Hey all, my understanding of Bio’s Logos belief on evolution has been while it is a God ordained process, God hasn’t been actively involved in it. If he were to do so, it would be a considered a miraculous event.
Is this understanding incorrect? I spoke with my first priest in over a decade today, and when I explained my understanding of Bio’s Logos beliefs to ask if it was compatible with Roman Catholicism, they thought it conflicted with God’s Providence. They felt this, because God would have to be more actively involved in the process.
Any thoughts on my understanding of Bios Logos, Gods level of involvement with evolution, and God’s providence?
How about being actively involved, but not detectably involved. That would no longer be a miracle, under the “suspension of the applicability of natural law” definition (defining “miracle” is an issue unto itself).
Well, first, BioLogos is a nework with a faith statement, it’s not trying to propose some kind of theistic evolutionary model of how evolution + God works.
The faith statement says:
We believe that God is directly involved in the lives of people today through acts of redemption, personal transformation, and answers to prayer.
We believe that God typically sustains the world using faithful, consistent processes that humans describe as “natural laws.” Yet we also affirm that God works outside of natural law in supernatural events, including the miracles described in Scripture. In both natural and supernatural ways, God continues to be directly involved in creation and in human history.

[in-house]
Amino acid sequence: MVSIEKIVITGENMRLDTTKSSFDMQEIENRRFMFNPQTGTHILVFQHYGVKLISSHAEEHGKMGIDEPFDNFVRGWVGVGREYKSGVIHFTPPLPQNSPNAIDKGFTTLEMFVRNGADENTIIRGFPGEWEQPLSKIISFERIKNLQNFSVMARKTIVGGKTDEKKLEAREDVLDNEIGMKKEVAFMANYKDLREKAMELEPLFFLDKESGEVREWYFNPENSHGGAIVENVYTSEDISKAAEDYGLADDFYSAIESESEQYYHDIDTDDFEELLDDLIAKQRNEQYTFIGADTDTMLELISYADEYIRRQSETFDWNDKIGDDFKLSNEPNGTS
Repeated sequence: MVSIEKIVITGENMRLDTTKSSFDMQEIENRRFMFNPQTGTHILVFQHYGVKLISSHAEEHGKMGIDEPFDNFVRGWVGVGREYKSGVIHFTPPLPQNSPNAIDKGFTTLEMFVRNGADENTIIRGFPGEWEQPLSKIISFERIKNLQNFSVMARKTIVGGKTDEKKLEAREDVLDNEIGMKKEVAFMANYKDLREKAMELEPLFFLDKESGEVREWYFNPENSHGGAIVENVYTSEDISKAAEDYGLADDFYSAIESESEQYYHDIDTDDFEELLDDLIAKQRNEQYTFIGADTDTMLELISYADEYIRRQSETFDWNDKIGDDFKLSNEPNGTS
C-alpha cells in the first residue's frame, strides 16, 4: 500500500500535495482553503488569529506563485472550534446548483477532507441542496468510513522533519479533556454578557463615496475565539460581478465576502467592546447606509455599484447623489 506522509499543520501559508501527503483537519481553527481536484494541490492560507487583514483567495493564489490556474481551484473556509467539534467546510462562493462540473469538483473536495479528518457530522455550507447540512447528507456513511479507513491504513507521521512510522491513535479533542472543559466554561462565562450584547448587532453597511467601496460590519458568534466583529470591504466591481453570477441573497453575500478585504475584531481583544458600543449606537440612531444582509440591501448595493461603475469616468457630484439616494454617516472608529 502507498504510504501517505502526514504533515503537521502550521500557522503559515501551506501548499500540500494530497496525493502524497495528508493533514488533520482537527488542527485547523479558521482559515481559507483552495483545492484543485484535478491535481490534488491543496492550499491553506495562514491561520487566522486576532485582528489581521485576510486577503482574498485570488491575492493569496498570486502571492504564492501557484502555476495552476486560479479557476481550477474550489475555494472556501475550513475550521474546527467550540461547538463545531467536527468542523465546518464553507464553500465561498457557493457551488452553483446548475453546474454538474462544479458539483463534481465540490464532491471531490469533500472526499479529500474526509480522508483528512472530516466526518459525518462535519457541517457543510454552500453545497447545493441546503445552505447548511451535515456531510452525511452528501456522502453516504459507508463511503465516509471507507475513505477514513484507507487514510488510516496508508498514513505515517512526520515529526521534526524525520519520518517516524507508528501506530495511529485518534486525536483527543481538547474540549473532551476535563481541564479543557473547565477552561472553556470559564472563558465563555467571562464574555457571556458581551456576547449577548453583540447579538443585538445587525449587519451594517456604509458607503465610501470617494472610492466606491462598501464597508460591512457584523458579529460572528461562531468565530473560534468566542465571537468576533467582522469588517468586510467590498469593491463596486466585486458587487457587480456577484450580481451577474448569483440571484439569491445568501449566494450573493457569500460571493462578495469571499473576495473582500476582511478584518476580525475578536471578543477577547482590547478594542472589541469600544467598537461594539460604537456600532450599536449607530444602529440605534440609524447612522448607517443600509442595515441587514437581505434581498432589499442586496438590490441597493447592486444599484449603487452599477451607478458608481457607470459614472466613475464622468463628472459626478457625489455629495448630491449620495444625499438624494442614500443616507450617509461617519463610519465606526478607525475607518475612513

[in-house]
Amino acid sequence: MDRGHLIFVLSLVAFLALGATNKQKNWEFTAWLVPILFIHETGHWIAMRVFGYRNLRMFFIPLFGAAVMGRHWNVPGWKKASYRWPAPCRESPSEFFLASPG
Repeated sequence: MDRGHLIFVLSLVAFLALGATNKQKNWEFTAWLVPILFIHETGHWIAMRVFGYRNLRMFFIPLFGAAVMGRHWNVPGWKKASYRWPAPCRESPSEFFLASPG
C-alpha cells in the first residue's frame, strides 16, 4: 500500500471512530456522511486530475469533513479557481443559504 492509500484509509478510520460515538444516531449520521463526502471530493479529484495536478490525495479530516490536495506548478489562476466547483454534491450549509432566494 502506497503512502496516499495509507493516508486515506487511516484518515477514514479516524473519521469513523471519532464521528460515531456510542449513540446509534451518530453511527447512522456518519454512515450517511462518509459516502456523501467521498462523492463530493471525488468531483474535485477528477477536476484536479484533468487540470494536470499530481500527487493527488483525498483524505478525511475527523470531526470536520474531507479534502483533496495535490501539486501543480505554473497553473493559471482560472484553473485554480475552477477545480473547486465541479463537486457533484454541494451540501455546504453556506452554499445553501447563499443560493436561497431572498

We believe that the methods of science are an important and reliable means to investigate and describe the world God has made. In this, we stand with a long tradition of Christians for whom Christian faith and science are mutually hospitable. Therefore, we reject ideologies such as Materialism and Scientism that claim science is the sole source of knowledge and truth, that science has debunked God and religion, or that the physical world constitutes the whole of reality.
We believe that God created the universe, the earth, and all life over billions of years. God continues to sustain the existence and functioning of the natural world, and the cosmos continues to declare the glory of God. Therefore, we reject ideologies such as Deism that claim the universe is self-sustaining, that God is no longer active in the natural world, or that God is not active in human history.
People in the network accept the scientific model (that of course makes no reference to God) as a good description of reality. They have different ways of reconciling their belief in a personal God who is the source of all creation with the process of evolution, but this is theological speculation, not science. Some people think God actively guided or directed the process to achieve intended kinds of creatures, especially humans. Some people think God sort of front-loaded it all and then superintended the unfolding. Some people have other ways of conceptualizing how God could be actively creating through natural mechanisms and some people do posit some kind of supernatural “intervention” at points.
I personally think God has been actively involved in creation the whole time, even if we can’t express exactly how this happened and even if we have natural explanations. I think God has been relating to and providing for and loving his creation the whole time too, not just sitting back and waiting around for humans to show up, so he had something to do.